Thursday, April 05, 2007

Playground physics

Science Club will be wrapping up for the year soon, as we're moving into GRUBS and soccer season. This week we decided to head to the playground and have a low-key time doing some exploratory physics with the playground equipment, our bodies and a few simple props. First we rolled a damp tennis ball against a wall and traced its soggy path on the pavement with chalk. Lo and behold, the angle of incidence equalled the angle of reflection. Next we topped a basketball with a tennis ball, courtesy of a little collar of masking tape, and dropped the two together. The basketball bounced and transfered much of its kinetic energy to the tennis ball in the midst of its bounce and wow, did it ever fly!

Next we explored the 15-second swing. We used a stopwatch to time how long it took Fiona to do five gentle swings. Fifteen seconds. How about someone heavier? Some of the kids thought heavier kids would complete five swings faster. Nope, fifteen seconds. How about someone lighter? Fifteen seconds. How about someone doing really energetic swings in a large arc? Fifteen seconds. No matter what we did, it was a fifteen-second swing. Amazing, no? You'd almost think that the constancy of that swing would be a good way to keep time. Hey! A grandfather clock... This made sense to all the kids.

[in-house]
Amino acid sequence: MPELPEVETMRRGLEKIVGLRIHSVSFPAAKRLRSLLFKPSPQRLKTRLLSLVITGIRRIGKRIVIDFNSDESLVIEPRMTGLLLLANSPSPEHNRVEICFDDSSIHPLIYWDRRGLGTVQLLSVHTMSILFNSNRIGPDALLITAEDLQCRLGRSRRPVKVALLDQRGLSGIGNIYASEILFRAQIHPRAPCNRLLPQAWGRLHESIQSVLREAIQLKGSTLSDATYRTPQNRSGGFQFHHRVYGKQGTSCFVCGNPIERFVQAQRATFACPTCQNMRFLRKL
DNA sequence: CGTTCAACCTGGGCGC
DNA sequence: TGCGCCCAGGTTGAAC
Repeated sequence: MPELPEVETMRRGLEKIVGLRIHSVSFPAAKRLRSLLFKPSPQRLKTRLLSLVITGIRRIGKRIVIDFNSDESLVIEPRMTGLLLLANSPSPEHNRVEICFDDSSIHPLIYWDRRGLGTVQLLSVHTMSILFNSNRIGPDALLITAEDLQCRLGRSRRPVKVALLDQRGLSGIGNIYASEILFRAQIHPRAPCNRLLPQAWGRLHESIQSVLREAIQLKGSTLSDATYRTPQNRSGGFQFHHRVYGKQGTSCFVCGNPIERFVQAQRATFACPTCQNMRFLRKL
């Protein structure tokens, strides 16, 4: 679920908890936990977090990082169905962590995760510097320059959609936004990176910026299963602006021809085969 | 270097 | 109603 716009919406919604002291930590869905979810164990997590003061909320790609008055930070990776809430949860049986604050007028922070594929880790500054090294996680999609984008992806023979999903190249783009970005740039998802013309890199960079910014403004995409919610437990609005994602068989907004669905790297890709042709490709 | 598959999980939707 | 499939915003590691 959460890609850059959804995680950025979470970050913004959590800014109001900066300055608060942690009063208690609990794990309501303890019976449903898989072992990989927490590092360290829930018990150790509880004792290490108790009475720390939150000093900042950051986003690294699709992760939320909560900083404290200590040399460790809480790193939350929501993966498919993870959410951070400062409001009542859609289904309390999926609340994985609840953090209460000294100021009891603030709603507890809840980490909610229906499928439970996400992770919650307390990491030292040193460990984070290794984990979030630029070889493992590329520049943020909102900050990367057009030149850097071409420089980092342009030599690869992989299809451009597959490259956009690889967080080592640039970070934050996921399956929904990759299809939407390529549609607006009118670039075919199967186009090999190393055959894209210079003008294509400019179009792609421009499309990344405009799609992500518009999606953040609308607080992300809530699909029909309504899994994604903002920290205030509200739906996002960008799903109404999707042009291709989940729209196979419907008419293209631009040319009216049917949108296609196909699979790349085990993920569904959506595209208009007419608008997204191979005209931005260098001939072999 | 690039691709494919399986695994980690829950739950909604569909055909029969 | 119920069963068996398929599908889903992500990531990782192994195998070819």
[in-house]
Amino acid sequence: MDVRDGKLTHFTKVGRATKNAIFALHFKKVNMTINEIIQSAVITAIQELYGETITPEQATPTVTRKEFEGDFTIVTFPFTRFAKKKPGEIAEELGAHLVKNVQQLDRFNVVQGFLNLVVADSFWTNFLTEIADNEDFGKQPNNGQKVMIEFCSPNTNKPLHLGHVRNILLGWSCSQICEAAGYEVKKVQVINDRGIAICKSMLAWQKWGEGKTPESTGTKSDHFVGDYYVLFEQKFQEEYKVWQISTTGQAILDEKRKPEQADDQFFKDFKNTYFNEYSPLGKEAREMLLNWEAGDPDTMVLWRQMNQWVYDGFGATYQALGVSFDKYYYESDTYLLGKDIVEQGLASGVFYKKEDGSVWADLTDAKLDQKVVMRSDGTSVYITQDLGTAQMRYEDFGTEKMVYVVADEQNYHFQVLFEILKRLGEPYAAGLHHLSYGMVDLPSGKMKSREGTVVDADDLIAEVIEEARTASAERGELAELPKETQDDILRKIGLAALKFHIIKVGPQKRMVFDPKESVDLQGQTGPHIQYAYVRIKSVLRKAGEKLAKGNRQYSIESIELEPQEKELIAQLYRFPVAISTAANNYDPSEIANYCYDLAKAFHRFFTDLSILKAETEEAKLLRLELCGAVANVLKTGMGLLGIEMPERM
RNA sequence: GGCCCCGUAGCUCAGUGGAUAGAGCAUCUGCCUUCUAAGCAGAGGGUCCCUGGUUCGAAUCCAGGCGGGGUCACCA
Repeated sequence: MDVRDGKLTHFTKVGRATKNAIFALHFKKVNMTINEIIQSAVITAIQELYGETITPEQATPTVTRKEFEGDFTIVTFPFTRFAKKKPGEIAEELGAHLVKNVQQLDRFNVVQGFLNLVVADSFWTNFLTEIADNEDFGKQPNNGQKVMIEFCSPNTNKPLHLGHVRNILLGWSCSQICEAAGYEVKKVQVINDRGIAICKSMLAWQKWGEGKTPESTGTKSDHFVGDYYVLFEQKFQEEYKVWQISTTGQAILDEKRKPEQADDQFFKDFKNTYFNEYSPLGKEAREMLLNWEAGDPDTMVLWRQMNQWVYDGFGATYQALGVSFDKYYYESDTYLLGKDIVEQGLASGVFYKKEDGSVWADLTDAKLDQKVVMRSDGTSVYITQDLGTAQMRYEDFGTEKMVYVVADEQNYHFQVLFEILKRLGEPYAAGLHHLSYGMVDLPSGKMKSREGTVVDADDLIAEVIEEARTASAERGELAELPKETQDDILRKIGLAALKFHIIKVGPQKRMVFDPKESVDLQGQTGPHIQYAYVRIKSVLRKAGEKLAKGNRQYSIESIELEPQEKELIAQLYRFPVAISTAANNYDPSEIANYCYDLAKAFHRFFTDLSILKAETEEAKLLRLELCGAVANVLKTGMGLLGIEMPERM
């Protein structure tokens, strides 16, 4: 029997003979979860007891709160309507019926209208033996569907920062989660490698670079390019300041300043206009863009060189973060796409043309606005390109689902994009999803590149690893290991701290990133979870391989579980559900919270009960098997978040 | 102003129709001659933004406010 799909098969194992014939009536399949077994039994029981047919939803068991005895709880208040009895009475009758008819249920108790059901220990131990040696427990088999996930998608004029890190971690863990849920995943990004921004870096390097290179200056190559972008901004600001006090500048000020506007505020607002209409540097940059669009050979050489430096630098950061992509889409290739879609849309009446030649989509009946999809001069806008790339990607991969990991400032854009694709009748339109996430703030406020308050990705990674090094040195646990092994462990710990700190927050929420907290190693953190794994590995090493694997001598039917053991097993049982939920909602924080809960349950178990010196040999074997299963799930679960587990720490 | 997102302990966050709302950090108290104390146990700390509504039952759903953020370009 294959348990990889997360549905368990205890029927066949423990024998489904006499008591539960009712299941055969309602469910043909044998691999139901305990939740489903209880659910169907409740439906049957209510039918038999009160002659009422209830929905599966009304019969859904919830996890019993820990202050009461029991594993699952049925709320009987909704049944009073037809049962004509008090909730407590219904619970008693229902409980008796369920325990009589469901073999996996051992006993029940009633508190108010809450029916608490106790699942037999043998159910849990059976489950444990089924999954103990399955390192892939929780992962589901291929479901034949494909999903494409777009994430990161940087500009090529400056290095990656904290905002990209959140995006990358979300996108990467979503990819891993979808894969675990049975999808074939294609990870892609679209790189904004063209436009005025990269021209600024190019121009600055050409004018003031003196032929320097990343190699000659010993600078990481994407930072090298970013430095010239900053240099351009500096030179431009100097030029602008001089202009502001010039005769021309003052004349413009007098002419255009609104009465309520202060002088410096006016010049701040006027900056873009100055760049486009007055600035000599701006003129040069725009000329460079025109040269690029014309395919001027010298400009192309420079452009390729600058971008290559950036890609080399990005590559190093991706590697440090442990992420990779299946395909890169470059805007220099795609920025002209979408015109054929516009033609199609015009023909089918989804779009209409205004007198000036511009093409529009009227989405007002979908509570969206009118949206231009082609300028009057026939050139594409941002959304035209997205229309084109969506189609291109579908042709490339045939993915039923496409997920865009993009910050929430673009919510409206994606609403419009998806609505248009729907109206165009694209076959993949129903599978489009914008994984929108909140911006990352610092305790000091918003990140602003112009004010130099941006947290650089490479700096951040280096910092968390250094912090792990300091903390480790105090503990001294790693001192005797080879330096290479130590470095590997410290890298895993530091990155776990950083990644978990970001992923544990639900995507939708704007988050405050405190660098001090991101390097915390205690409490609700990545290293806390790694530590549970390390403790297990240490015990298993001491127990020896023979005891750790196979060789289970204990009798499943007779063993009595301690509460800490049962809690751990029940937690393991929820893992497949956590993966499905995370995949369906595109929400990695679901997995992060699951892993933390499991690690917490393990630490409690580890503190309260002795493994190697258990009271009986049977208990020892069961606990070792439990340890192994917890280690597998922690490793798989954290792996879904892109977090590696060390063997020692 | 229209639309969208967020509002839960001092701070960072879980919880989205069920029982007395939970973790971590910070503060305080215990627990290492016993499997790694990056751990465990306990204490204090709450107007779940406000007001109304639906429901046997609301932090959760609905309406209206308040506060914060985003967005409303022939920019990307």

Finally we shortened the chains with a couple of spring clips. VoilĂ , thirteen-second swing.

After that we went to the merry-go-round. Are these contraptions a thing of the past in most places? They sure seem delightfully dangerous compared to most of the stuff that is in kids' playgrounds these days. We built an accelerometer (white board, thumb tack, string, key and an arbitrary scale) and tried to see how much acceleration we could produce. We maxed out at 2 3/4, until we got all the kids to move into the centre. Now we were able to generate almost 4 acceleros. We talked about inertia, and the way the distance of a mass from the axis of rotation affects its rotational inertia. We got the merry-go-round spinning as fast as we could with the children near its edges. On command they all moved to the centre. Wow, it sure sped up. Unfortunately the kids who sort of forgot to hold on firmly were thrown (literally) by the sudden increase in acceleration. Two Barker kids were flung off, neatly (though somewhat traumatically) demonstrating linear momentum.

Finally, we tried the waiter-on-a-merry-go-round trick. Hold a cup of water on a tray (or in our case, a plastic IKEA plate), balancing it while the merry-go-round is spinning very quickly. You can't see it clearly in the photo above, but the surface of the water in Noah's cup really is parallel to the plate. Very cool!

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